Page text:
- Timer Service
This is a replacement for the PSTimer OCX included in the 4GL. The implementation was first done in #1818 (FWD v3.x and before) and then it was refined in #3769 (FWD v4.0). The support is complete but the implementation can be refined (see #5115 and #5254).
The idea is that this is a non-visual OCX that will fire a callback procedure when a configurable timer pops (i.e. on each tick of the timer). It is not clear why this is an OCX instead of a core feature of the 4GL.
Progress 4GL does not provide an internal solution for scheduling tasks at a fixed interval. Instead, it bundles a timer service in the form of an ActiveX object, making the solution available only for applications running on Windows OS. Because of the overhead of loading the ActiveX, the operation is statically hardcoded by Progress App Builder application.
FWD Implementation Details¶FWD is a cross-platform application and avoids the use the old ActiveX technology. Instead FWD offers a timer service written in pure java. This makes pieces of code that were limited to run only on Windows in 4GL to be also available on other platforms after FWD conversion. From the behavioural point of view, the FWD solution is identical to PSTimer Activex:
intervalis set in milliseconds;
- the scheduler is active only if
enabled = yes;
- new callback procedure can be designed while timer is active;
- setting a new
intervalwill abort the current schedule and restart timer for new value.
PSTimer extension is written on COM invocation framework, so the FWD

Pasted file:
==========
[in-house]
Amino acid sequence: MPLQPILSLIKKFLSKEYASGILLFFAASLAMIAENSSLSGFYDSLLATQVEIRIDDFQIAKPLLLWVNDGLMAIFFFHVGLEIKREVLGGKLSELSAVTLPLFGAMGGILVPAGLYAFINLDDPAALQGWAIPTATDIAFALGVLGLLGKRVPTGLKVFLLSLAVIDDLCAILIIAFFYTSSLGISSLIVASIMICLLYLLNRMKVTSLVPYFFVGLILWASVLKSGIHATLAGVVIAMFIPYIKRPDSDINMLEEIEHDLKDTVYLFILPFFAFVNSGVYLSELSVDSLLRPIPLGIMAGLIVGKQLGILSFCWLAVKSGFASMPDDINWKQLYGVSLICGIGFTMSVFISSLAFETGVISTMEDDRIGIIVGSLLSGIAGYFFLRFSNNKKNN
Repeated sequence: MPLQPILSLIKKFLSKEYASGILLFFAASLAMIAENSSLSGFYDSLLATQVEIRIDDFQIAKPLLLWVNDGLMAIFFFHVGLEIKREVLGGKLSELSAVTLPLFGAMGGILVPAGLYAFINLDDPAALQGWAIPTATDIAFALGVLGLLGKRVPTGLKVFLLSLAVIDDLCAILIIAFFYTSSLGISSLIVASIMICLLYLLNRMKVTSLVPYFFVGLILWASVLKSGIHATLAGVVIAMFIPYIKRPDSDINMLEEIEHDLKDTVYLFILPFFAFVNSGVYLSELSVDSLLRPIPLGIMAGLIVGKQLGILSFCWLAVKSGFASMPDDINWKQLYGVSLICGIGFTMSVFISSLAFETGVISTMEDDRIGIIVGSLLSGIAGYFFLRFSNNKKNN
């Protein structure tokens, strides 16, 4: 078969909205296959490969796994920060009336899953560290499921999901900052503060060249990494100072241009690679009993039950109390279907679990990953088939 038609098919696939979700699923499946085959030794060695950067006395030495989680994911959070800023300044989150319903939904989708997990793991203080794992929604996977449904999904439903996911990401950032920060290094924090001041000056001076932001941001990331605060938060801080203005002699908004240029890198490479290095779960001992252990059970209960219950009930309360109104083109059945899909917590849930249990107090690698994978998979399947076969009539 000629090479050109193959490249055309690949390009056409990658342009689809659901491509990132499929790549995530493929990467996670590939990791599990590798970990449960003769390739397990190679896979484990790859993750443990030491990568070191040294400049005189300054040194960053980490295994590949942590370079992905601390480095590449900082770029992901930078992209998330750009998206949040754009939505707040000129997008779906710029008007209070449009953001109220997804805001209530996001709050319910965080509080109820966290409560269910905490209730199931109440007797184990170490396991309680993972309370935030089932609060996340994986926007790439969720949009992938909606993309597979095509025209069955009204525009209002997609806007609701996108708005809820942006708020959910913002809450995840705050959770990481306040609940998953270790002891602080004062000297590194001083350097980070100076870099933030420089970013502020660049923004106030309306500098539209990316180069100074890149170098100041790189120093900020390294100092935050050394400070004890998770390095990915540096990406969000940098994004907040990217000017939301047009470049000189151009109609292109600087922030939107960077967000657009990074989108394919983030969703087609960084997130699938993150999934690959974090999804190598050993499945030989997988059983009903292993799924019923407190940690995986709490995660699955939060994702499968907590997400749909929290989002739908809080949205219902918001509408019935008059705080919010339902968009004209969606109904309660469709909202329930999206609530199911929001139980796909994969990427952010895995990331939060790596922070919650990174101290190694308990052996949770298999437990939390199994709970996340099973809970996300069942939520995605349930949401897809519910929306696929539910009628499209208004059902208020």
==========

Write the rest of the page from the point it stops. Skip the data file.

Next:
PSTimer will expose a virtually similar interface to the legacy
PSTimer objects can be accessed in two ways in FWD, one for each interface the object implement.
This is the legacy mode, the way the converted code accesses
PSTimer objects. All code is converted, including the management of the invisible
CONTROL-FRAME widget. As in legacy 4GL, objects are accessed using a
COM-HANDLE variable. The only way to acquire it is using the
COM-HANDLE attribute of a
CONTROL-FRAME. You can communicate with a
PSTimer object by accessing the COM-properties and COM-methods.
Common code like
DEFINE VARIABLE myCOM AS COM-HANDLE NO-UNDO. myCOM = CtrlFrame:COM-HANDLE. myCOM:PSTimer:INTERVAL = 5 * 1000. v1 = myCOM:PSTimer:ENABLED.
is converted into following java code:
comhandle myCom = TypeFactory.comhandle(); myCom.assign(ctrlFrame.unwrapControlFrame().getComHandle()); myCom.chain("PSTimer").setProperty("INTERVAL", multiply(5, 1000)); v1.assign(myCom.chain("PSTimer").getProperty("ENABLED"));
This mode is discouraged and is provided to allow conversion in the absence of the extension hints (see below).
Objects are accessed using a
HANDLE variable. They are created using the special syntax available in PSTimer FWD extension:
DEFINE VARIABLE th AS HANDLE. CREATE TIMER th ASSIGN INTERVAL = 1000 ENABLED = yes CALLBACK = "Timer-Tick" END.
PSTimer object can be handled using its attributes and methods, the same way like a standard widget. This is the preferred way to manually write code that access the FWD timer service.